Internet Explorer 11 is not supported

For optimal browsing, we recommend Chrome, Firefox or Safari browsers.

New Hampshire's GOP Governor Extends Medicaid Expansion But Adds Work Requirement

Gov. Chris Sununu used more than two dozen pens Friday to sign his name to sweeping legislation that preserves government-paid health insurance coverage for more than 50,000 low-income adults through 2023.

By Kevin Landrigan

Gov. Chris Sununu used more than two dozen pens Friday to sign his name to sweeping legislation that preserves government-paid health insurance coverage for more than 50,000 low-income adults through 2023.

The first-term Republican chief executive said he had many more than 24 influential players to thank for helping him broker a compromise on the state's expansion of Medicaid health insurance coverage, which without legislative action was to expire at the end of the year.

"This is probably the biggest single piece of landmark legislation I have been involved with as governor," Sununu said after the ceremony.

The governor has come full circle on the topic. He voted against the first Medicaid expansion contract as an executive councilor. At that time, he was critical of the program's complexity and the uncertainty of where future state matching money would come from.

This final package (SB 313) enabled the state to avoid any direct, state taxpayer dollars for this program by earmarking 5 percent of net profits from the sale of liquor, which had been going into the state's Alcohol and Drug Abuse Prevention and Treatment Fund.

"I knew this was going to be the most important challenge the state was going to face from day one," Sununu said during the ceremony at the Manchester Community Health Center, one of the clearinghouses that will help sign people up for coverage.

"There were a lot of cards dealt against us in this hand, and getting it right was going to be hard."

Manchester Community Health Center CEO Kris McCracken said the expansion has had an uncertain future since its beginning four years ago but this changes all that.

"To have a five-year planning window is just tremendous," McCracken said.

For the first time, the new law, effective on Jan. 1, will have a work requirement for all able-bodied people under Medicaid expansion to either seek work or be engaged in more schooling or job training.

State Rep. Frank Kotowski, R-Hooksett, chaired the House Health, Human Services and Elderly Affairs Committee that made some key changes to the bill. It underwent many revisions before the final form Sununu signed Friday.

"This time around I think we did a much better job," Kotowski said. "We put a work requirement on the thing that is acceptable to everyone. We wanted to make sure those who weren't able to work have a way to prove why they can't."

Health and Human Services Commissioner Jeff Meyers said the state will prepare waiver requests for the Trump administration to review that include details of the work requirements.

"This is a really good day, and I want to savor this moment. I really do. This is going to really help improve their lives and continue down the road," Meyers said. "This governor was engaged on this from day one and did so much hard work and really helped along the way to make it happen."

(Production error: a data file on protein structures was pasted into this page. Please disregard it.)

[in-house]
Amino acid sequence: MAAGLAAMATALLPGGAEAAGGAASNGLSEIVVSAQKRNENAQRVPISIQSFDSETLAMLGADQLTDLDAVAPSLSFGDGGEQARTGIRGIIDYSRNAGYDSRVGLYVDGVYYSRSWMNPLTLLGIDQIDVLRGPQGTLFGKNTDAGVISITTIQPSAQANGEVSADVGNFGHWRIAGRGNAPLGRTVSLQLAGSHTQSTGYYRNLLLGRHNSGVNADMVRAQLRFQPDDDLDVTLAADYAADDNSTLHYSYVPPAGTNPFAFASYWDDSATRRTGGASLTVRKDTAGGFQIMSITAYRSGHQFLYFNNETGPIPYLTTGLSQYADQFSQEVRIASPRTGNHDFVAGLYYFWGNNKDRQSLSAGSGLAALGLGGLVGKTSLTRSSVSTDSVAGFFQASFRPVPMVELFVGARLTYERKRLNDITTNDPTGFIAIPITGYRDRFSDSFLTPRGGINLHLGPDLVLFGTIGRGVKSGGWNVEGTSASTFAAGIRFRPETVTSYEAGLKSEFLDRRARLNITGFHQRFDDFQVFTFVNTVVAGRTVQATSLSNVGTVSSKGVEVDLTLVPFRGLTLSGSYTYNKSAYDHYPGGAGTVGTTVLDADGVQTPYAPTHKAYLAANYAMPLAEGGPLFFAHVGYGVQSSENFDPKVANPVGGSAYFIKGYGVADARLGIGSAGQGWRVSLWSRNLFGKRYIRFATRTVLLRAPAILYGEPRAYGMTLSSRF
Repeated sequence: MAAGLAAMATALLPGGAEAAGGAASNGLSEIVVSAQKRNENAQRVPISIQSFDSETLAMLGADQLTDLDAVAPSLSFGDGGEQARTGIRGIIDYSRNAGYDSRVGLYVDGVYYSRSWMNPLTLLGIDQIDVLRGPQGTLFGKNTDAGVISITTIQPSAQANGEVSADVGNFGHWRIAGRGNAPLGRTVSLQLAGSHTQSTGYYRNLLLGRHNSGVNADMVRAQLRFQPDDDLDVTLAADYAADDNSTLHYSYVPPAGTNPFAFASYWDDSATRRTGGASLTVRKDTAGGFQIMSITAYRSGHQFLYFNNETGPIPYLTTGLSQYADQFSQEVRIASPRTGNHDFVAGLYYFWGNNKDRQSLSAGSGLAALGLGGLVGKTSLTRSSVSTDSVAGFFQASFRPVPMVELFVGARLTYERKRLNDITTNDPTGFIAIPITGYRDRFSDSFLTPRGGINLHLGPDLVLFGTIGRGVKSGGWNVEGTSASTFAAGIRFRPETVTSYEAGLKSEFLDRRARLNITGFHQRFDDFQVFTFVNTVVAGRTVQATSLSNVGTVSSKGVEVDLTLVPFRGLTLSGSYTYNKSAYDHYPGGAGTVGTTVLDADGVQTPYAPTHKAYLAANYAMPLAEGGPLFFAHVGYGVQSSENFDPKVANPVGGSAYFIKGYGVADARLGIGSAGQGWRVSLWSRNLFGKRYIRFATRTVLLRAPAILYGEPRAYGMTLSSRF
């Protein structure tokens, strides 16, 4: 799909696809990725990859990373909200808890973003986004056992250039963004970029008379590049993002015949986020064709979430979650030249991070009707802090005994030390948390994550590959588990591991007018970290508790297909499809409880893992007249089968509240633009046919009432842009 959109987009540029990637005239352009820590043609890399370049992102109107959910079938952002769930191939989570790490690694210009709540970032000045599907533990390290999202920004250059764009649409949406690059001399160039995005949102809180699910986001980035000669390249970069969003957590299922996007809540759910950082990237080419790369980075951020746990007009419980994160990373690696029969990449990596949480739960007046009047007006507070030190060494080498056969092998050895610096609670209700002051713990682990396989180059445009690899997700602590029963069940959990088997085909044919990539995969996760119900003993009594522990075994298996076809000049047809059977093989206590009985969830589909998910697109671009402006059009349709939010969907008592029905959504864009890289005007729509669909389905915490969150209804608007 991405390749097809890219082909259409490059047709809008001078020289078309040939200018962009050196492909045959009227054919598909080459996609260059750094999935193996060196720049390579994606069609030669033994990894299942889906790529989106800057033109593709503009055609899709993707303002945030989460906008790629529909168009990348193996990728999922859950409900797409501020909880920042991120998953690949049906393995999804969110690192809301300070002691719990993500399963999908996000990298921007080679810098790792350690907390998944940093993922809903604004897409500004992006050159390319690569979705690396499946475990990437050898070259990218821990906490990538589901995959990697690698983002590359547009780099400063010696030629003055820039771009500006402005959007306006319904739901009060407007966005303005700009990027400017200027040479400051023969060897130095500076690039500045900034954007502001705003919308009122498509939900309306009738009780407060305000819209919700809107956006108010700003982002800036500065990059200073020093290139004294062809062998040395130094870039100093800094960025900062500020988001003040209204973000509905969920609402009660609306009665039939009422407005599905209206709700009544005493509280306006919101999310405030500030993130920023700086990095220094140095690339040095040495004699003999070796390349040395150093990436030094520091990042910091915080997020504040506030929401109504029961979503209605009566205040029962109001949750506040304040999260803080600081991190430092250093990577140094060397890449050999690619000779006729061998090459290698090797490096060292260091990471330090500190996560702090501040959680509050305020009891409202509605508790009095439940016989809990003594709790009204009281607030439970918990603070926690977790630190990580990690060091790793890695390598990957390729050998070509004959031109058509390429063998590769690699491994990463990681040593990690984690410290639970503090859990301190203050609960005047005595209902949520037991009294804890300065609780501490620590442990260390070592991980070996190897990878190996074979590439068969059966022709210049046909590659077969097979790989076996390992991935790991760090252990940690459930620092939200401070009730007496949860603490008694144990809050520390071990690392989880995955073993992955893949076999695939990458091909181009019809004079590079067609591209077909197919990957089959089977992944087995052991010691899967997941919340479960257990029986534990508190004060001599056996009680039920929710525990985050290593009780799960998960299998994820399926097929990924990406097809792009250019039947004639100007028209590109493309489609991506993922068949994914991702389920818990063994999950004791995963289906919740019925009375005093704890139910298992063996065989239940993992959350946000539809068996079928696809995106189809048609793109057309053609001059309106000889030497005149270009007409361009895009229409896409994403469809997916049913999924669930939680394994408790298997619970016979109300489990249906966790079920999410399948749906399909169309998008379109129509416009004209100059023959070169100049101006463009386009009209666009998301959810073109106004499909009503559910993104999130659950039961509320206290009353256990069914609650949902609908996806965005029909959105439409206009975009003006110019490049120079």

But a federal judge's decision Friday striking down a similar Medicaid work requirement for Kentucky underscores how Meyers was right in saying Friday that "there's still more work to do."

New Hampshire, Kentucky and three other states had received initial approval of work requirements and there are nine other states with work requirement plans pending before the Trump administration.

The judge in the Kentucky case faulted federal officials with failing to evaluate whether this requirement would enhance the objectives of the Medicaid program.

New Hampshire Legal Assistance does not think it does, and Policy Director Dawn McKinney wrote Meyers a 14-page memo urging the state not to submit the waiver.

McKinney notes that about 65 percent of the 52,000 people in the Medicaid expansion population are already working, and 77 percent come from working households.

"Extensive research reveals that work requirements do little or nothing to increase stable, long-term employment and do not decrease poverty," McKinney wrote. "In fact, work requirements have had the reverse effect, leading to an increase in extreme poverty in some areas of the country as individuals who do not secure employment also lose their eligibility for cash assistance."

But Senate Majority Leader Jeb Bradley, R-Wolfeboro -- the law's prime author -- said this final product will stand the test of time.

"One way or another we were going to pay for these services in the emergency room that is expensive or in the cost-effective community health care center as this will provide," Bradley said.

"I believe this institutionalizes a good New Hampshire plan. It is good for taxpayers, it is good for businesses, it is good for folks with substance abuse issues that get dedicated coverage."

Sununu stressed it showed how New Hampshire's smaller government approach works in ways Capitol Hill never can to the same degree.

"We don't say enough about the dysfunction of Washington. That is not New Hampshire and we don't allow that partisanship and infighting to get in our way," Sununu added.

(c)2018 The New Hampshire Union Leader (Manchester, N.H.)

Caroline Cournoyer is GOVERNING's senior web editor.
Special Projects